This Bibingka has a a beautiful deep purple-ish black color
with nutty flavor and is cooked like Biko.
I first tasted it about two years ago when a lady brought some to a gathering we had. I liked it so much that I followed her around for the recipe. She never gave it to me.
Thinking I have an idea in my mind how to cook it, went and bought the black rice and cooked it like I do biko. OOpppps! Rice was still raw and hard.
Last week, I saw some of the black rice sitting on the shelf in the storage. So I decided to give it another try. Put more water than cooking normal malagkit. Another ooppps! Some of the grains were nice and tender but most of it were hard. Sayang!
One more try.. soaked the rice over night, adjusted the water, etc. Again, it didn't turn out! another oopsy! I always feel bad wasting food but couldn't help but threw it away. So that was it! I quit!
I was feeling so disappointed and frustrated, I called my mother who lives in New Zealand. She didn't answer her phone. Then I called my sister, Melita, who lives next door to my mother, just to chit-chat with her, not intending to tell her about my black rice dilemma because I didn't think she can help me. Before I said goodbye, well I thought, I might as well tell her. Lo and behold!! to my surprise she knows how to cook it! She told me that the black rice, although it says on the package, and Thais call it, GLUTINOUS, is NOT glutinous at all. She told me the secret: you need to combine it with some white glutinous or sticky rice, then soak them overnight and when cooked, becomes sticky. In the process, the white sticky rice picks up the black color from the black rice. That's what I was doing wrong all along...cooking the black rice by itself! Melits, the "genious", my saving grace!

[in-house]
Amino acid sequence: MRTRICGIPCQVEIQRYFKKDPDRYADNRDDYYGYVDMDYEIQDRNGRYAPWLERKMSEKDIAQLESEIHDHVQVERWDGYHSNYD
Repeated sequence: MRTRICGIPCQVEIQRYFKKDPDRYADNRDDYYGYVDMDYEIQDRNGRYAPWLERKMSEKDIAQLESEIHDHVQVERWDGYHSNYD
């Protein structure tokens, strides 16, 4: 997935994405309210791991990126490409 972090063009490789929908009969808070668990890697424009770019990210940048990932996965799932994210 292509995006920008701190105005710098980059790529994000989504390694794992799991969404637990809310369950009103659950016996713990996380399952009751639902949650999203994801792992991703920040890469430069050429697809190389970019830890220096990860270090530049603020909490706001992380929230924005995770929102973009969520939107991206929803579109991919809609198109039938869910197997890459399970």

How did I do on my fourth attempt? NOT BAD!!
This is 1/2 Recipe baked in a 9"x13"x2' baking pan (updated)
2 cups white glutinous rice, soak in
3 cups water
1 can coconut cream or coconut milk
1-1/2 cups firmly packed brown sugar
1) Put the black rice and glutinous rice in the rice cooker pot and rinse it once. Discard the water and replace it with 3 cups of water, cover and let soak overnight.
2) The next day, plug in the rice cooker and cook the rice (this is the same process I make biko or nilatikan, click here). As soon as the rice cooker timer dings (or whatever signal your rice cooker gives you when the rice is through cooking) take the pot out and stir in 1 can coconut cream or coconut milk and brown sugar into the rice. Mix well.
4) Transfer the mixture into a greased 9"x13"x2' baking pan and cover with aluminum foil. Bake in a 325 degrees oven for 45 minutes up to 1 hour in water bath.
6) Sprinkle with sweetened flake coconuts.(Optional)
1) Water Bath: put your filled pan in a larger pan and pour in boiling water about halfway up the sides of the smaller pan.
2) This Bibingka will slice better when completely cooled. When still hot or warm, it will not slice, but you can use a spoon or a ladle to scoop it. In other words, you might want to wait about 6-8 hours before slicing it. I don't know who can wait that long to dig into it though.